When and how did we start?
We had started the Nepal
Wireless Networking Project as a pilot project from a small and
remote area of Nepal with the help of foreign supporters and
volunteers. We did several testing in 2002 to find out if it
is possible to connect the villages to the nearest ISP in Pokhara. The test was successful. That time we did not know at all how useful a wireless network can be for the rural people. We did not even thought that we would be able to build wireless networks in different parts of Nepal.
The villages are wirelessly networked and
connected to an ISP WorldLink,
which is approx. 22 air miles (~34 km) away from Relay Station 1, in a
city called Pokhara. Wlink is one of the sponsors of the broadband
Internet connection to the villages in Myagdi district Nepal.
In September 2003, we had
connected five villages of Myagdi district. In 2004, we became able to connect 7 villages. In 2006 we connected 6 more villages. Now we have
connected altogether 22 villages of Myagdi, Kaski and Parbat district. We helped to build a similar wireless network in Makawanpur district connecting 7 villages, and in Palpa district connecting 4 villages.
Who owns, runs and maintains
The Myagdi network of Nepal Wireless
Networking Project is now owned and run by Himanchal Higher Secondary School,
Nangi Village, Nepal. This is the school that Mahabir Pun had helped villagers to start after coming back from the USA, which is also the hub of several income producing projects including wireless networking project. However, Nepal Wireless Networking Project is an ambitious project and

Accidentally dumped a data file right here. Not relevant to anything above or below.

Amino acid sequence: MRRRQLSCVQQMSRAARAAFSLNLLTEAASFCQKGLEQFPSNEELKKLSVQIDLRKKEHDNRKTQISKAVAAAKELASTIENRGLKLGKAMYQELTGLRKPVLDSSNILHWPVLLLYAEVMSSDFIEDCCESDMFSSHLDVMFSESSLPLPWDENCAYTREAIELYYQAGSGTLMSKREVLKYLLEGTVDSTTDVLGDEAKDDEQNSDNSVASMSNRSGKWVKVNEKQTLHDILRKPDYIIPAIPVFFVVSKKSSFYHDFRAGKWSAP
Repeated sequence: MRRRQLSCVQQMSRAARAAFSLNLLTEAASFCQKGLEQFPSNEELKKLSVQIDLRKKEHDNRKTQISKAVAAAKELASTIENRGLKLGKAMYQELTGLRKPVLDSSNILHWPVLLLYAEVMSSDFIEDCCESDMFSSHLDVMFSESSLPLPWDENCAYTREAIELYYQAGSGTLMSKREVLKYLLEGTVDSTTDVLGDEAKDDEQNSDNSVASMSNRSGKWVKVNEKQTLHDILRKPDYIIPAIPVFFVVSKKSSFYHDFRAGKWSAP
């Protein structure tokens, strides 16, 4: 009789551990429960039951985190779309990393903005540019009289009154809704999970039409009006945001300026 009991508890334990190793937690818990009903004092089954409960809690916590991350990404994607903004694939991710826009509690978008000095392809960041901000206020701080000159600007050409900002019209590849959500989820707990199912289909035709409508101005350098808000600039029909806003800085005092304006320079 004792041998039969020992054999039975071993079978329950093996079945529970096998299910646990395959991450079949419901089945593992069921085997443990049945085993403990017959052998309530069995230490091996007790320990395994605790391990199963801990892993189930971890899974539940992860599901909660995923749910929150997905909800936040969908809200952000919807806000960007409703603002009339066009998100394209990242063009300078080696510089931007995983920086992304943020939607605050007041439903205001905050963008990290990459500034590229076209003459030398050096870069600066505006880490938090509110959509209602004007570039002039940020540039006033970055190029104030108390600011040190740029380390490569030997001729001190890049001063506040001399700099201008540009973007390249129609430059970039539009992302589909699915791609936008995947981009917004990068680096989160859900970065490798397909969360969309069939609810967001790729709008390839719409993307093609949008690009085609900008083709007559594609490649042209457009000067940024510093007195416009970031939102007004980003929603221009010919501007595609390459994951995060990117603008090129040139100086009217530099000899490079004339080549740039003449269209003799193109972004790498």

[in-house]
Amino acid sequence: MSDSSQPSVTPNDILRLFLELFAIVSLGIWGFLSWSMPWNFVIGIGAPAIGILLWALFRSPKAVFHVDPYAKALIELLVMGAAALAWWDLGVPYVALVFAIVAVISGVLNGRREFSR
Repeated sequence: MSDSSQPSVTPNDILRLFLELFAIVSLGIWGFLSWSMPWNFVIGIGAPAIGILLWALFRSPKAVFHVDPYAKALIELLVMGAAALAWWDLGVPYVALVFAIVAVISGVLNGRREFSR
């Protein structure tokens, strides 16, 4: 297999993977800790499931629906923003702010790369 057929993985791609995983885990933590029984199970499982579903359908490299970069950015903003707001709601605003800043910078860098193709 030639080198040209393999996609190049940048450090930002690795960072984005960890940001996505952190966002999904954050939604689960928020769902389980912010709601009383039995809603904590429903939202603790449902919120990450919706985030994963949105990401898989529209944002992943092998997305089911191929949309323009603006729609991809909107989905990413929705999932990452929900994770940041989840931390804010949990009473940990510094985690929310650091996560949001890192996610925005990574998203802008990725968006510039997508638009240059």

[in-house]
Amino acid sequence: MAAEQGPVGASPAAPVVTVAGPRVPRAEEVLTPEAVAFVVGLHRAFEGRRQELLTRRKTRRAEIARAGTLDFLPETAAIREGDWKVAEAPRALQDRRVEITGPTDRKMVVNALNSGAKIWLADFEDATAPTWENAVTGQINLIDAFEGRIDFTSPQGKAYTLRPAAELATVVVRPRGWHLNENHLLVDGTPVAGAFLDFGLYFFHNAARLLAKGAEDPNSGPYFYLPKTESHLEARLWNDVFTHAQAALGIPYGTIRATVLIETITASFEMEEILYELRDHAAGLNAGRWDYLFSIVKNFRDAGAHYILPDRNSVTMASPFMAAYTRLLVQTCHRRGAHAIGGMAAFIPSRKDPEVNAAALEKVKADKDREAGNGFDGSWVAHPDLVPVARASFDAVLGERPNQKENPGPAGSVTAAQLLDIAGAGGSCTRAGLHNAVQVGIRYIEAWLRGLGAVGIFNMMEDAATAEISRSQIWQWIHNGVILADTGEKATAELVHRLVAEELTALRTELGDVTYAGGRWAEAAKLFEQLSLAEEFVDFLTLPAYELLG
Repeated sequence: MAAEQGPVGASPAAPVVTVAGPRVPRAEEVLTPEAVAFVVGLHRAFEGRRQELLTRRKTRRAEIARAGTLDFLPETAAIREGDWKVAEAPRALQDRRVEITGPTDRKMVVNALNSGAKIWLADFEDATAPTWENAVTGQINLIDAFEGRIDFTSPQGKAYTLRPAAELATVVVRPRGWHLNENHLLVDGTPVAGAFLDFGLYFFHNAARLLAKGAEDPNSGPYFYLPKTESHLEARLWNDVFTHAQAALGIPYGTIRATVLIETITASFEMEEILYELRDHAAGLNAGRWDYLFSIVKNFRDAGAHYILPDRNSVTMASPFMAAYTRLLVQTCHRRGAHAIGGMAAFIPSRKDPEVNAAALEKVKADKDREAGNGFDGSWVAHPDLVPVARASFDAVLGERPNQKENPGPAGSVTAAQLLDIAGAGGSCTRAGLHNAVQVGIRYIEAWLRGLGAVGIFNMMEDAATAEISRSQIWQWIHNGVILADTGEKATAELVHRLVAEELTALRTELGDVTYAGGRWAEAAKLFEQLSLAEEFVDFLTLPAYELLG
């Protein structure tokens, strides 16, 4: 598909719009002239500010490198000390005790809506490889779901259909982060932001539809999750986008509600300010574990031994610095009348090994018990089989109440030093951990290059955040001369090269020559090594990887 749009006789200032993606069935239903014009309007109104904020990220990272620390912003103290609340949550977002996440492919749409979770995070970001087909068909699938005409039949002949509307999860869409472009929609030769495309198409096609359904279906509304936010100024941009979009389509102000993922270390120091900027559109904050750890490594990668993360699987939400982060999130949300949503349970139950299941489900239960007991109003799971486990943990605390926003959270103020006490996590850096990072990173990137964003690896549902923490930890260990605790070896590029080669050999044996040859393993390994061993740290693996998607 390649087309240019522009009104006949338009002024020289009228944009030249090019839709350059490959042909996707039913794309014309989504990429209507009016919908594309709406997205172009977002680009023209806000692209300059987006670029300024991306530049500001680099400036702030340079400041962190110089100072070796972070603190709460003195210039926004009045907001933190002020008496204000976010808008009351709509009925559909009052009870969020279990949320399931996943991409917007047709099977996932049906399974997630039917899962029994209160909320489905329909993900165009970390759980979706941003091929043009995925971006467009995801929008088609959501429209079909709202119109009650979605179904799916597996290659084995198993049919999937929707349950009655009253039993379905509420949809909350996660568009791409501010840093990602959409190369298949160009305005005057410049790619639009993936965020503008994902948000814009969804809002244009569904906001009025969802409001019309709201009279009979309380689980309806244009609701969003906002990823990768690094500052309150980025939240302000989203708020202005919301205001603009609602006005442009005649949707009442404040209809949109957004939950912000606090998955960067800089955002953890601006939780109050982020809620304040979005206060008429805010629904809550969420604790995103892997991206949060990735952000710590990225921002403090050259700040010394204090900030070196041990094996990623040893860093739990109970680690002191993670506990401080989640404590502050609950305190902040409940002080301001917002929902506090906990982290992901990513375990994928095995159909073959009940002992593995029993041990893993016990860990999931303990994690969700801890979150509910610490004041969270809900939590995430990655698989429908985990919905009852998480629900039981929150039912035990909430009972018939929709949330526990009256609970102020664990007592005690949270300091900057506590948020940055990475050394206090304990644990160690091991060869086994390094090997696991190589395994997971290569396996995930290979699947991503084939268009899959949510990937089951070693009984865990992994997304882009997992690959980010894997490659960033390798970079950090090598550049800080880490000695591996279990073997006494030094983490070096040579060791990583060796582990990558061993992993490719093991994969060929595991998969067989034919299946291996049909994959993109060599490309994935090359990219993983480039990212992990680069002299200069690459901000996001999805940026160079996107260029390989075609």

we want to go far beyond what we have done now by inviting people and
communities that are interested to replicate such projects in other
parts of Nepal. We are also knocking at the doors of Nepal Government and asking them to replicate the network across Nepal. We have now
signed MoUs with several institutions and organizations to expand the
network in other parts of Nepal and to make the wireless network as much
beneficial as possible for rural population. On the long run, this project will be a national project and it will be developed in public and private partnership business model.
Who is our target?
The taget of this
project are the people living in isolated villages of Himalayan region of Nepal where there
is almost no chance of getting the modern means of communication in near
future. We are introducing the information technology to villagers, most
of whom had never seen computers until a few years ago. Most of the
villagers still have no idea as what the uses of the computers are. For
the villagers, a computer is no more than a "mysterious box". Moreover,
they have no idea what Internet is.
What is our
Our initial goal is
to introduce the "mysterious box" to the remote villages and show its
real uses to the villagers. It is only after the villagers see what a
computer does will they be motivated to learn about it and use it by
themselves step by step. Each step they will take will be a step forward
to bring the digitally divided countries closer. We believe that this is
the right way to go.
What were the biggest
challenges and problems that we had to face?